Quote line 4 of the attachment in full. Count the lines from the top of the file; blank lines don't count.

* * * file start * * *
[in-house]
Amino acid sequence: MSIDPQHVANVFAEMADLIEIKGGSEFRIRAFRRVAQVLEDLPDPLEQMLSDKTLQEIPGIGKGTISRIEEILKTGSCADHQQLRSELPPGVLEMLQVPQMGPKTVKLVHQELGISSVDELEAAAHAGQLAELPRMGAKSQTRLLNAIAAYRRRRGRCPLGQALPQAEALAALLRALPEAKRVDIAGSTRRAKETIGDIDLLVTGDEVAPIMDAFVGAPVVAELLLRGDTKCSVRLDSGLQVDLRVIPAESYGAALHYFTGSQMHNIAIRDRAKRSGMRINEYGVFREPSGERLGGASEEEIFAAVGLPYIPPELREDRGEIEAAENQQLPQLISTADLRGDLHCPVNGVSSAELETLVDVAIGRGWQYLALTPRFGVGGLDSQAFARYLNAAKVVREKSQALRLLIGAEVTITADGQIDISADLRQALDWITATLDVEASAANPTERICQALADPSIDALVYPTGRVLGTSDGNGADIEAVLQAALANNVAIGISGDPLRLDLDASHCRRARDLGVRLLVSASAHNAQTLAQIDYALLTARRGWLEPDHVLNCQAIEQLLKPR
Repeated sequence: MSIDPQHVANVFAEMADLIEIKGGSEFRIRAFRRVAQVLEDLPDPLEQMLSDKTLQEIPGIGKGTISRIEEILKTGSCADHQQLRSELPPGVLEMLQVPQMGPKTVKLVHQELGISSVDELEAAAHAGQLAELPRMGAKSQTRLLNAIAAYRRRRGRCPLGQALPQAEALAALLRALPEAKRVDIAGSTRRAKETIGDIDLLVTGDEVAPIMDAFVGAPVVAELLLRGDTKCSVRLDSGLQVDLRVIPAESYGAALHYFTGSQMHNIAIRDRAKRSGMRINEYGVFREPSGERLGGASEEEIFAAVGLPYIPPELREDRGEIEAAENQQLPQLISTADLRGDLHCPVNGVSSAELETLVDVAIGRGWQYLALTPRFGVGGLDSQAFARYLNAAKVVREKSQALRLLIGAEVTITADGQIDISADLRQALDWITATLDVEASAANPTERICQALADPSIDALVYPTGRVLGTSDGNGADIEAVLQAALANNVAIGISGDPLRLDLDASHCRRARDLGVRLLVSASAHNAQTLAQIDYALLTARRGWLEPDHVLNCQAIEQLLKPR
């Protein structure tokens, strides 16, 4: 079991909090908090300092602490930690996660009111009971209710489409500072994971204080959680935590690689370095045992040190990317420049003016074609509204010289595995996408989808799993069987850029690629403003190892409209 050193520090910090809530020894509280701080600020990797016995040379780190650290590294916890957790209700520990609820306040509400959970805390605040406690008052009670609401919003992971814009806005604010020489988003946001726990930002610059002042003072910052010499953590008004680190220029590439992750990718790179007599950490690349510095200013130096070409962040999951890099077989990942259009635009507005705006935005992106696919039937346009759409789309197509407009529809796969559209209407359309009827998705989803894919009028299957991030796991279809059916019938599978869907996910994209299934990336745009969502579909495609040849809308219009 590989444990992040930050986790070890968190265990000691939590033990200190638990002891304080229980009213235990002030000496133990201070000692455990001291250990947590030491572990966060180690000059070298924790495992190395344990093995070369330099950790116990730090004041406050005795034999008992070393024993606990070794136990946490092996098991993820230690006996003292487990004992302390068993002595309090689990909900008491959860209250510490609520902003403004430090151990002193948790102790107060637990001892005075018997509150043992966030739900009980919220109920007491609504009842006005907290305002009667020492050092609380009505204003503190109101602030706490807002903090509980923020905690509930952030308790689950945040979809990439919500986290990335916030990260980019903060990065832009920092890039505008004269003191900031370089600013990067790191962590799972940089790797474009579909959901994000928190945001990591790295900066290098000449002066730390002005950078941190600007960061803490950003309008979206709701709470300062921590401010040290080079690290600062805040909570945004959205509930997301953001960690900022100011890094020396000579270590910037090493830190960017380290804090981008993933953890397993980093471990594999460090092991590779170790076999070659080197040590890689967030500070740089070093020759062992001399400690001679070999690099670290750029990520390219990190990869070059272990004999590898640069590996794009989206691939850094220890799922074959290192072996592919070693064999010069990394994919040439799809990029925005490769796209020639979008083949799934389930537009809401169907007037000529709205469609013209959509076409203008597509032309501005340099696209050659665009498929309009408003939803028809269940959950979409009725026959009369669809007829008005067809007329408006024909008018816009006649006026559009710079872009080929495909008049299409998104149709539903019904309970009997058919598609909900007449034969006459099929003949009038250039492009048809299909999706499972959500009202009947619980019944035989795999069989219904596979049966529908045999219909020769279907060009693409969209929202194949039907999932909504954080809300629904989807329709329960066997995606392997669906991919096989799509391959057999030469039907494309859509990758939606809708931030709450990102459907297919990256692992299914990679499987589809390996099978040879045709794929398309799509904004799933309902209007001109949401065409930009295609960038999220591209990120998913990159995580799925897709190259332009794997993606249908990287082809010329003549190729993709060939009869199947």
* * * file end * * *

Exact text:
């Protein structure tokens, strides 16, 4: 079991909090908090300092602490930690996660009111009971209710489409500072994971204080959680935590690689370095045992040190990317420049003016074609509204010289595995996408989808799993069987850029690629403003190892409209 050193520090910090809530020894509280701080600020990797016995040379780190650290590294916890957790209700520990609820306040509400959970805390605040406690008052009670609401919003992971814009806005604010020489988003946001726990930002610059002042003072910052010499953590008004680190220029590439992750990718790179007599950490690349510095200013130096070409962040999951890099077989990942259009635009507005705006935005992106696919039937346009759409789309197509407009529809796969559209209407359309009827998705989803894919009028299957991030796991279809059916019938599978869907996910994209299934990336745009969502579909495609040849809308219009 590989444990992040930050986790070890968190265990000691939590033990200190638990002891304080229980009213235990002030000496133990201070000692455990001291250990947590030491572990966060180690000059070298924790495992190395344990093995070369330099950790116990730090004041406050005795034999008992070393024993606990070794136990946490092996098991993820230690006996003292487990004992302390068993002595309090689990909900008491959860209250510490609520902003403004430090151990002193948790102790107060637990001892005075018997509150043992966030739900009980919220109920007491609504009842006005907290305002009667020492050092609380009505204003503190109101602030706490807002903090509980923020905690509930952030308790689950945040979809990439919500986290990335916030990260980019903060990065832009920092890039505008004269003191900031370089600013990067790191962590799972940089790797474009579909959901994000928190945001990591790295900066290098000449002066730390002005950078941190600007960061803490950003309008979206709701709470300062921590401010040290080079690290600062805040909570945004959205509930997301953001960690900022100011890094020396000579270590910037090493830190960017380290804090981008993933953890397993980093471990594999460090092991590779170790076999070659080197040590890689967030500070740089070093020759062992001399400690001679070999690099670290750029990520390219990190990869070059272990004999590898640069590996794009989206691939850094220890799922074959290192072996592919070693064999010069990394994919040439799809990029925005490769796209020639979008083949799934389930537009809401169907007037000529709205469609013209959509076409203008597509032309501005340099696209050659665009498929309009408003939803028809269940959950979409009725026959009369669809007829008005067809007329408006024909008018816009006649006026559009710079872009080929495909008049299409998104149709539903019904309970009997058919598609909900007449034969006459099929003949009038250039492009048809299909999706499972959500009202009947619980019944035989795999069989219904596979049966529908045999219909020769279907060009693409969209929202194949039907999932909504954080809300629904989807329709329960066997995606392997669906991919096989799509391959057999030469039907494309859509990758939606809708931030709450990102459907297919990256692992299914990679499987589809390996099978040879045709794929398309799509904004799933309902209007001109949401065409930009295609960038999220591209990120998913990159995580799925897709190259332009794997993606249908990287082809010329003549190729993709060939009869199947």